It’s a good morning when you can pick up a new book by Walter Burkert, whose brash inventiveness and staggering learning have made him one of the foremost classical scholars of our time. Even when B. is wrong, probably pretty often, he is wrong in interesting ways; and very often he is right. Contemporary German scholarship is little read today in America and England, and it is the English editions of Burkert’s books that have established his reputation. Part of the fun of reading Burkert is the oddly foreign German tradition that he embodies (without having to slog through the German). Burkert’s own tribute to Anglophone criticism is that, evidently, he first wrote this book in English, based on lectures given at St. Andrews in 1989.
B.’s courageous and unifying thesis in Creation of the Sacred is that facets of human religious behavior can be traced to human origins in the animal kingdom. The close ties between distinctively human and instinctual animal behavior is a hallmark of contemporary psychology and sociology, but so unpopular in the humanities that even the bare facts of human sexuality, as taught to a whole generation of unsuspecting youth, are said to be socially constructed. B.’s imported thesis will not be attractive to the PC crowd; he places far less value on cultural power.
Chapter 1, “Culture in a Landscape: Situating Religion,” begins by noting that all societies, present and historical, possess religion. Religions from far afield show surprisingly similar characteristics. Can the recent emphasis on the power of culture to mold behavior really deny a distinctly human nature? How do we explain transcultural constants in religion? Why throughout the world and history do we find such other cultural constants as language, art and the nuclear family ruled by the father? Can there be a biological basis to cultural behavior, of which religious behavior is a conspicuous part?
Konrad Lorenz’ work on aggression suggests that what we interpret as cultural behavior can in fact have a biological basis, and the sociobiologists have even proposed that culture and genes work hand in hand in an evolutionary contest for survival of the fittest. Perhaps religion does assist some groups, and the individual genes of its members, to transcend other groups. For example, still today Islam and Catholicism powerfully oppose attempts to control human reproduction. Unfortunately, religious behavior is so complex, and ill-defined, that it is hard to be sure that it does have a survival value.
A clear example of an emotional response that is biologically conditioned is the shudder of fear we share with the animal kingdom. Language, our unique possession, has a genetic basis, so it may have survival value too. B. refers to the strange revolution of 40,000 years ago, when modern humans emerge: what was the biological basis of that faraway revolution? Also, how does ritual relate to language, and does it appear before it? B. works like this, darting in many directions, summarizing scientific scholarship unfamiliar to humanists (often cheerfully accepting its creaky philosophical basis), then asking questions for which answers can never be clear. But these are good questions that deserve to be answered.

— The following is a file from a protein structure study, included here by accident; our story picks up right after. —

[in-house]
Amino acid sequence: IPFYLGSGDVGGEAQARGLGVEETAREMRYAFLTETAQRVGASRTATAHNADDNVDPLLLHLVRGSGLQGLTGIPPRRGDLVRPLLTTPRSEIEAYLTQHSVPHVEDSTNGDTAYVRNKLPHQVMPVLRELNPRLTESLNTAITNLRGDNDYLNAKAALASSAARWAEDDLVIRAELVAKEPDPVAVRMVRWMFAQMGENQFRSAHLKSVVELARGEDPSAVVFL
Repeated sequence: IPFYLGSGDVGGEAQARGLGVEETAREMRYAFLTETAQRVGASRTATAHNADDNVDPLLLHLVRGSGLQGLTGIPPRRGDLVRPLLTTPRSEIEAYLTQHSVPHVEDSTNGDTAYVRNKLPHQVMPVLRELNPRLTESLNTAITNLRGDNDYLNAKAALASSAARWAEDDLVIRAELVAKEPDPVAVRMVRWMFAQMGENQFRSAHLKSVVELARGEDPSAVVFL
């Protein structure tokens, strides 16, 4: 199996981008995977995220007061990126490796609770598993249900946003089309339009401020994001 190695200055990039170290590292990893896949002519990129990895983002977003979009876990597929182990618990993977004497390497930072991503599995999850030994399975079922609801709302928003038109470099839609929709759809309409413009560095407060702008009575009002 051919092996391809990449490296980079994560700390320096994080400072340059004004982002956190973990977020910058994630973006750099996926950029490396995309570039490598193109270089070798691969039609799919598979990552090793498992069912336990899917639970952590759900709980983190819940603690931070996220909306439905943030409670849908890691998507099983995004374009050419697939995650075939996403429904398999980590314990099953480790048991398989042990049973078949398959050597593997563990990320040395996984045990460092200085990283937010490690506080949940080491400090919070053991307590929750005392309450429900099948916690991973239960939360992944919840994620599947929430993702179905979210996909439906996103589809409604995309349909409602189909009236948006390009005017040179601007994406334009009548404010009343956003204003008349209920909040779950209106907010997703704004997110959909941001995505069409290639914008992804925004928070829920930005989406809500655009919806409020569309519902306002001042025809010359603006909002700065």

Truly culture and genes are all mixed up, and it is hard to see how to untangle them, though sociobiologists attempt it. What about the incest taboo? We think of it as cultural, but its universality suggests that it may be, in some way, genetically determined. Groping for metaphors, B. calls language and culture “software” and brains and genes “hardware.” One might only wonder who the technicians are, but B. knows enough not to ask. Genes, then, while not prescribing culture, do form preconditions. B. fails to mention that this is what unreasoning people have always thought, that certain human groups are predisposed to certain forms of cultural expression (“Asians prefer death to dishonor”); but B.’s account is filled with reason. “What we discern are the tracks of biology followed by cultural choice” (p. 23), he writes. If only cultures, and not people, really did make choices.
Religion and language, uniquely human, are closely allied, because each allows the agent to enter timeless realms. Ritual refers to invisible partners too. But how can we validate the existence of an invisible world? Structuralists say that religion exists because it works, not because it corresponds to anything real. A biological explanation will assume some form of imprinting, which B. holds to be possible, fostered by repetition and paternal authority. Sheer terror, of life and its dangers, also makes a deep impression and is a universal force. Religion offers hope, when there is none.
Chapter 2, “Escape and Offerings,” examines prominent realia of religious behavior. In religion no act is found more often than sacrifice, and B. describes the ancient and still-modern practice of striking off a finger in times of extreme danger, in effect a pars pro toto. Even in paleolithic caves we find paintings of mutilated hands. Analogous practices appear in the animal kingdom, where to get away spiders break off their legs (and lizards their tails, as I remember from my own youth) and foxes gnaw feet caught in traps. Analogies, yes, B. agrees, but not homologies. Still, why do we find finger-sacrifice the world over, unless there is a biological basis to the behavior? Even mythic reflexes of this pattern, the magical pursuit where dropped objects delay a pursuer, are found all over the world. Could culture ever be so uniform?
Castration and circumcision, drastic forms of pars pro toto, appear to belong to the same pattern. Even God in the OT demands the circumcision of Moses’ son, or his death, and every Freudian (if they still exist) knows that fingers are penises and that lopping the foreskin is as good as lopping the Ding an sich. The scapegoat works in the same way, and even Caiaphas thought Jesus to be an example. So among zebras, when one is killed, the others feel safe, for awhile.